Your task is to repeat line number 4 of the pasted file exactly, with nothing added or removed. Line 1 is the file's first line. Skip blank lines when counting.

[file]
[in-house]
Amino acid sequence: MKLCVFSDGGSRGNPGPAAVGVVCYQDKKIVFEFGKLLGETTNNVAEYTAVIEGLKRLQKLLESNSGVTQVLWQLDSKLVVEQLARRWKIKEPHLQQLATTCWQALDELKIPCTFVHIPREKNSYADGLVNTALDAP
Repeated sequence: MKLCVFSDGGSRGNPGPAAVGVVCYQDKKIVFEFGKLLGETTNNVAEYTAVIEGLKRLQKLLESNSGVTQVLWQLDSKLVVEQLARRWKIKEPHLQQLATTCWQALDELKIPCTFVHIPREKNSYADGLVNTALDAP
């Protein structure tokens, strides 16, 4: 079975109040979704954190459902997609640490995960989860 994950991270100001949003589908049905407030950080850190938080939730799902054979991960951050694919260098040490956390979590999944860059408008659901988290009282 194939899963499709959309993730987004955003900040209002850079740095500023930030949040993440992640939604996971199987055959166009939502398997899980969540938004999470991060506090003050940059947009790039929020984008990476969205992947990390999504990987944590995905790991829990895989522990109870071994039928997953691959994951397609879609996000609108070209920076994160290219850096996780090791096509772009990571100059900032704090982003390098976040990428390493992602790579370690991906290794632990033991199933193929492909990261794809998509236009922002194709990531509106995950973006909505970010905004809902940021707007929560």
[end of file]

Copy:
């Protein structure tokens, strides 16, 4: 079975109040979704954190459902997609640490995960989860 994950991270100001949003589908049905407030950080850190938080939730799902054979991960951050694919260098040490956390979590999944860059408008659901988290009282 194939899963499709959309993730987004955003900040209002850079740095500023930030949040993440992640939604996971199987055959166009939502398997899980969540938004999470991060506090003050940059947009790039929020984008990476969205992947990390999504990987944590995905790991829990895989522990109870071994039928997953691959994951397609879609996000609108070209920076994160290219850096996780090791096509772009990571100059900032704090982003390098976040990428390493992602790579370690991906290794632990033991199933193929492909990261794809998509236009922002194709990531509106995950973006909505970010905004809902940021707007929560």